Avoiding The ‘Messiah’ Complex

Ministry can be a bit addictive. Yes, there are times when things aren’t going well. Critics arise. Discouragement can set in. That is one potential trap to avoid. But there is an opposite trap that also can ensnare us. When things are going well. When you are effective in meeting people’s needs. When people are telling you what a big difference that you are making in their life.

There is a rush that comes see transformation in someone’s life by the power of God’s grace. When you see it once, you want to see it happen again and again.

Equally so, there is a certain energy that comes from being thrust into a crisis or a high demand circumstance. Feeling needed. Providing comfort. Being a solution to a problem. This can be very gratifying.

Often the stage of launching a new church is that kind of rush. So many things to do. Vision to cast. People to recruit. You are building something out of nothing. The pace is energizing. The feedback is intoxicating. Even the thrill of risking it all to attempt something new provides a jolt of continual adrenaline.

At some point, however, we hit the wall. Emotion drains out of us. Fatigue sets in. We face some problem that is just too big for us to handle. Or, someone we poured our life into turns around and leaves us or criticizes us unfairly. Or, maybe we just realize that this journey of ministry never seems to take a break. As soon as one Sunday is done, we have to begin thinking of next weekend. (It’s amazing how Sundays seem to come around every 7 days!)

This is when it is good to remember and repeat something to yourself: I AM NOT THE MESSIAH!

There is a ‘messiah’ and He is not me! His name is Jesus. Ultimately, He is the one who is responsible for building His church. He is the only one truly able to transform lives and families. It is His grace which people access, not ours. He is the one we are pointing people toward, not ourselves. So here’s some steps to break the ‘Messiah Complex’.


Don’t you wish there was such a thing? What I mean is this: give yourself a break. Stop thinking about ministry. Do something that you enjoy. Take a few days off. The entire world will not implode if you decide to rest. Remember the SABBATH and use a day of our week to rest, get refreshed, and refocus.

I remember a number of years ago taking a few days to get away and pray. It was a stressful time in my life and I was feeling overwhelmed. Everything seemed to be dependent on me. I had several small kids. and was the Lead Pastor of a church, etc, etc. It was a spring day and I was standing outside staring at a tree with birds nesting in its branches. The thought hit me, ‘this tree has been growing in this spot and I had nothing to do with its growth. It doesn’t need me. Neither do these birds who are being fed and finding shelter in its branches.’

Then God spoke to me, ‘I can handle everything else in your life without you too!’ It was a needed reality check for me. So I chose to rest in God and let him carry my world for a while.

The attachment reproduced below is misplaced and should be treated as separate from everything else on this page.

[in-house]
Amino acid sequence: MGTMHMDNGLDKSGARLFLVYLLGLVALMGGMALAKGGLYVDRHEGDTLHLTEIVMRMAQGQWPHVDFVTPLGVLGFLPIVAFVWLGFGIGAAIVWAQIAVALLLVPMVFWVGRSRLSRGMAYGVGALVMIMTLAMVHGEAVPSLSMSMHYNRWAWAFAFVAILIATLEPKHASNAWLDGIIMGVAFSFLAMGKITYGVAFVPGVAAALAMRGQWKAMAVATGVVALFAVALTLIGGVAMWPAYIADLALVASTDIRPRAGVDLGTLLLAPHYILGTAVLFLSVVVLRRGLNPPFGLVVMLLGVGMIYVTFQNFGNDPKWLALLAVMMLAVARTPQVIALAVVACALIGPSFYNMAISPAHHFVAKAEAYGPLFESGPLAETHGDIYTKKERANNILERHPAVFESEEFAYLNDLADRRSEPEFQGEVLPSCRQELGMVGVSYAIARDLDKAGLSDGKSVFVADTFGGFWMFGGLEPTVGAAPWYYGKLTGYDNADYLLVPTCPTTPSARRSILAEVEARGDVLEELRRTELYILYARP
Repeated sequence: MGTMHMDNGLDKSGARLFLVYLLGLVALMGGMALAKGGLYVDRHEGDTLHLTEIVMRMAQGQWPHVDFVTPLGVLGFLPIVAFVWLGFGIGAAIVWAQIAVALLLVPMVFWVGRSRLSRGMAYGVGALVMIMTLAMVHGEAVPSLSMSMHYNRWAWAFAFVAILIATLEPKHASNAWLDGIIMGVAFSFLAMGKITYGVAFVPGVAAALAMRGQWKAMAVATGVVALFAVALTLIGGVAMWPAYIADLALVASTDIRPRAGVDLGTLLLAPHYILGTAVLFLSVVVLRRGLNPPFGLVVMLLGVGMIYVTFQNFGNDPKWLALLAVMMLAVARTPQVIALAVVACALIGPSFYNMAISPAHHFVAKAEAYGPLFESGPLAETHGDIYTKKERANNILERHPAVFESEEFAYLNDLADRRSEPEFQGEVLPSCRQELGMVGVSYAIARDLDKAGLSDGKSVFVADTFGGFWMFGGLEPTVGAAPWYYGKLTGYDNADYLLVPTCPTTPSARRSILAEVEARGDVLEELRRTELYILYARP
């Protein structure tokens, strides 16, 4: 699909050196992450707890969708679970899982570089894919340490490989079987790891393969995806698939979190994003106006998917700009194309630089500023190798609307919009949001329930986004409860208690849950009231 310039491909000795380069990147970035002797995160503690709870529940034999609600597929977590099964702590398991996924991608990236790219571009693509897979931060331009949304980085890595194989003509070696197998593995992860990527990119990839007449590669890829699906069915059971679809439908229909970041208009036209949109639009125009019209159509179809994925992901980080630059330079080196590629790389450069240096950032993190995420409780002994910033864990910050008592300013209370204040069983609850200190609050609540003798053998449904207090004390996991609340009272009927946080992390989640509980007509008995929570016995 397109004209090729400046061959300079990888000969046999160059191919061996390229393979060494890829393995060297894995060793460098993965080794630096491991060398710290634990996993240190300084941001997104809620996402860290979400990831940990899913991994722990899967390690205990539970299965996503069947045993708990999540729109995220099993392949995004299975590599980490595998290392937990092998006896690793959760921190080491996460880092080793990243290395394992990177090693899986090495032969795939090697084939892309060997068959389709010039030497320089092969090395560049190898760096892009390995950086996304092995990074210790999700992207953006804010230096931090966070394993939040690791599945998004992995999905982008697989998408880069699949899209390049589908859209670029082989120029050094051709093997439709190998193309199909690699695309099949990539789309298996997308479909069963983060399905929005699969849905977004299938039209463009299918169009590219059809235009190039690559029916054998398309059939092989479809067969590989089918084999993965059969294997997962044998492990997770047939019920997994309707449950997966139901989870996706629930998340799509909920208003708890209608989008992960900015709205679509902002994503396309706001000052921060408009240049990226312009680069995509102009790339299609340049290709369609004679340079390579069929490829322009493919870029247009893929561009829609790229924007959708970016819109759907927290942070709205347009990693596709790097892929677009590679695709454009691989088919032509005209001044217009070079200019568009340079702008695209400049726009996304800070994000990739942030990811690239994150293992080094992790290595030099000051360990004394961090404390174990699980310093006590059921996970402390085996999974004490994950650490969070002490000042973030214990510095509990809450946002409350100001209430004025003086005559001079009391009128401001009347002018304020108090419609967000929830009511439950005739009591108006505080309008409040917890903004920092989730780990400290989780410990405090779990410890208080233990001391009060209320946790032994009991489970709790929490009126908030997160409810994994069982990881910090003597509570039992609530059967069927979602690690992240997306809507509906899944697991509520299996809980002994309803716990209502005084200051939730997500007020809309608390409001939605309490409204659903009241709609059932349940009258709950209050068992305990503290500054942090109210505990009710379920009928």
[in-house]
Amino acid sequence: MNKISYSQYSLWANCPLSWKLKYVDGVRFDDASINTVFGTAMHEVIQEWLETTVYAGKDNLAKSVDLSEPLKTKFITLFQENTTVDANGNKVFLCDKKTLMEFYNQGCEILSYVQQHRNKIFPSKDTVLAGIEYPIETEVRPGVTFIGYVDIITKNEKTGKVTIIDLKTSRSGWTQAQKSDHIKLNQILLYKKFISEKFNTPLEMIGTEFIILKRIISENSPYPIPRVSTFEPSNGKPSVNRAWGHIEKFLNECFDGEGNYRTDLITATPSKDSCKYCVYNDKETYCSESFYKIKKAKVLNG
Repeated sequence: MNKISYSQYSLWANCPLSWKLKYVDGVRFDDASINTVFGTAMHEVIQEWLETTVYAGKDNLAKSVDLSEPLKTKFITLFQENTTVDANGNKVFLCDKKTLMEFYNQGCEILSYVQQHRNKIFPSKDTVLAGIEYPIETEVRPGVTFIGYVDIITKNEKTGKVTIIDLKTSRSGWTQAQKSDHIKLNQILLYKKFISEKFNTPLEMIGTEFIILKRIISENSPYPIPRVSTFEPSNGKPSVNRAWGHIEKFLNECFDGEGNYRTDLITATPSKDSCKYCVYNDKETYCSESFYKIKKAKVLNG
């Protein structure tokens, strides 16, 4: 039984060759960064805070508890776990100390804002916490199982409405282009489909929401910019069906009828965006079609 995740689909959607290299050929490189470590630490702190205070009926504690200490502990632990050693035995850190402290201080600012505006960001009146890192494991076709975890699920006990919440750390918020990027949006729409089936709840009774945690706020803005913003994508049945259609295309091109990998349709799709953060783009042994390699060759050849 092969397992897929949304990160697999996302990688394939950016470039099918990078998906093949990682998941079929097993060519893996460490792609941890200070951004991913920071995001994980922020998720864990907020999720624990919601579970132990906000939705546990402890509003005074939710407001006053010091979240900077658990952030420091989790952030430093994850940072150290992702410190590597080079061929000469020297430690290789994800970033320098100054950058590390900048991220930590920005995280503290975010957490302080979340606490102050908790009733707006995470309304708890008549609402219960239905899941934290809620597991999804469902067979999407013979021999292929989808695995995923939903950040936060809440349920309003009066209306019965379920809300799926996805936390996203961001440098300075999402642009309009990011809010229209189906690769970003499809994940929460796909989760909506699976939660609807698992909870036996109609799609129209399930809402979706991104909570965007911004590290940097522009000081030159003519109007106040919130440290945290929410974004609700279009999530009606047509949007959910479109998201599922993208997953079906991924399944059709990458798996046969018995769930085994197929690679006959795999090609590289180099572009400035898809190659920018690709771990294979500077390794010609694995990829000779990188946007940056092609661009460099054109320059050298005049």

Everything is his anyway, right? The church you serve. The family you lead. The money you oversee. It is His, correct? In John 3, after Jesus was baptized by John the Baptist – all of John’s followers left him to follow Jesus.

So John’s disciples came to him and said, “Rabbi, the man you met on the other side of the Jordan River, the one you identified as the Messiah, is also baptizing people. And everybody is going to him instead of coming to us.” John replied, “No one can receive anything unless God gives it from heaven. You yourselves know how plainly I told you, ‘I am not the Messiah. I am only here to prepare the way for him.’ (John 3:26-28 NLT)

I love the realization that John comes to – ‘no one can receive anything unless God gives it.’ Sounds like Psalm 127, ‘Unless The Lord builds the house, the laborers build it in vain.’

The other realization is: “I am NOT the Messiah – I am only here to point people to him!’


Feeling overwhelmed is also a sign that you are trying to do to much and that you are not equipping others enough. So figure out what you can delegate to others and start the process of training them and releasing them to do what is needed.

Nothing breaks the ‘Messiah Complex’ like sharing ministry with others and then when good things happen, making the choice to glorify God and credit others. John the Baptist also said in John 3, ‘He must increase and I must decrease.’ Choosing to let Jesus increase also involves choosing to let others increase around you.


These healthy decisions need then to be embedded into your schedule. If not, you will quickly end up back in the same unhealthy place. So set up some boundaries for yourself. Take a day off. Set aside a day of ‘sabbath’. Choose to be home with your family during set evenings of the week. Don’t live in a constant state of emergency.

Let these weekly schedule decisions become a healthy rhythm for your life. I have given up on trying to achieve ‘balance’ in my life. I don’t think balance is ever possible. But healthy rhythms are possible and we should strive for them.


This may be the hardest thing to do out of the five. We often break our healthy patterns because we like the rush that comes with pleasing people. We also want to avoid the unpleasantness of the disapproval and disappointment of others. People often set unrealistic expectations of us. Then want us to be the ‘Messiah’. We actually giving them a gift when we don’t try to meet those expectations.

They may be disappointed in us. But if they are directed to the true Messiah – they will always find the help that they need.

TeachingKat KelleyTeaching